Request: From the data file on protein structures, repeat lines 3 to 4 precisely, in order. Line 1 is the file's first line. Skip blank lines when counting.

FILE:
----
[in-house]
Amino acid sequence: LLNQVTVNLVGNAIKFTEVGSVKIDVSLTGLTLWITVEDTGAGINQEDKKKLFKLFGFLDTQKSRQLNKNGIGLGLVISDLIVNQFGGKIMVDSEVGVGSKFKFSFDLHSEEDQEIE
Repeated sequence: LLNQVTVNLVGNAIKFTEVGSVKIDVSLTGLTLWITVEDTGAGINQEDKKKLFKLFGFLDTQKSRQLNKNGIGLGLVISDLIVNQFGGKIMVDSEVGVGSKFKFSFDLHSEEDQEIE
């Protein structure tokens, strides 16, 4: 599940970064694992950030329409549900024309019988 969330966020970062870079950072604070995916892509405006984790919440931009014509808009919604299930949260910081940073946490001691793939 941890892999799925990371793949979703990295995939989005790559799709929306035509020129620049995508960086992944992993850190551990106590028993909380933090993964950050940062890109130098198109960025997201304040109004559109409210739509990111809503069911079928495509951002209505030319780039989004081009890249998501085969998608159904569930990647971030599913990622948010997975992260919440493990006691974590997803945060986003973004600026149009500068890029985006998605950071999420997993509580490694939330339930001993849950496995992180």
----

Repeated sequence: LLNQVTVNLVGNAIKFTEVGSVKIDVSLTGLTLWITVEDTGAGINQEDKKKLFKLFGFLDTQKSRQLNKNGIGLGLVISDLIVNQFGGKIMVDSEVGVGSKFKFSFDLHSEEDQEIE
């Protein structure tokens, strides 16, 4: 599940970064694992950030329409549900024309019988 969330966020970062870079950072604070995916892509405006984790919440931009014509808009919604299930949260910081940073946490001691793939 941890892999799925990371793949979703990295995939989005790559799709929306035509020129620049995508960086992944992993850190551990106590028993909380933090993964950050940062890109130098198109960025997201304040109004559109409210739509990111809503069911079928495509951002209505030319780039989004081009890249998501085969998608159904569930990647971030599913990622948010997975992260919440493990006691974590997803945060986003973004600026149009500068890029985006998605950071999420997993509580490694939330339930001993849950496995992180």